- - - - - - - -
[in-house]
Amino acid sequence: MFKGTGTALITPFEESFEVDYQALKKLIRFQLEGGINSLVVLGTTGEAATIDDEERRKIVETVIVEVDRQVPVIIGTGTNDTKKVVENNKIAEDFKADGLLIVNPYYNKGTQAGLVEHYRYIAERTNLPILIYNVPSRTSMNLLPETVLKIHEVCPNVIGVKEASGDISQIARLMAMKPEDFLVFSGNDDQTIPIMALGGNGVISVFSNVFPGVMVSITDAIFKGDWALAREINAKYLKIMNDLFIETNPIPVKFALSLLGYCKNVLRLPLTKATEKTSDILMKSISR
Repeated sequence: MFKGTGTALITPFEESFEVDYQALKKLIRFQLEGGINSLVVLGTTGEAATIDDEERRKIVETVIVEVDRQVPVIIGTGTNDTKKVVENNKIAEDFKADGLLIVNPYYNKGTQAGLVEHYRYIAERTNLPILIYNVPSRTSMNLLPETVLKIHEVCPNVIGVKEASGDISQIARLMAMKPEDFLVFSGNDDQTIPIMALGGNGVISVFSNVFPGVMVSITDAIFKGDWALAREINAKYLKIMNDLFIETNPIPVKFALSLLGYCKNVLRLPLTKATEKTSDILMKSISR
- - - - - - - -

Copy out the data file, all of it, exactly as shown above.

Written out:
[in-house]
Amino acid sequence: MFKGTGTALITPFEESFEVDYQALKKLIRFQLEGGINSLVVLGTTGEAATIDDEERRKIVETVIVEVDRQVPVIIGTGTNDTKKVVENNKIAEDFKADGLLIVNPYYNKGTQAGLVEHYRYIAERTNLPILIYNVPSRTSMNLLPETVLKIHEVCPNVIGVKEASGDISQIARLMAMKPEDFLVFSGNDDQTIPIMALGGNGVISVFSNVFPGVMVSITDAIFKGDWALAREINAKYLKIMNDLFIETNPIPVKFALSLLGYCKNVLRLPLTKATEKTSDILMKSISR
Repeated sequence: MFKGTGTALITPFEESFEVDYQALKKLIRFQLEGGINSLVVLGTTGEAATIDDEERRKIVETVIVEVDRQVPVIIGTGTNDTKKVVENNKIAEDFKADGLLIVNPYYNKGTQAGLVEHYRYIAERTNLPILIYNVPSRTSMNLLPETVLKIHEVCPNVIGVKEASGDISQIARLMAMKPEDFLVFSGNDDQTIPIMALGGNGVISVFSNVFPGVMVSITDAIFKGDWALAREINAKYLKIMNDLFIETNPIPVKFALSLLGYCKNVLRLPLTKATEKTSDILMKSISR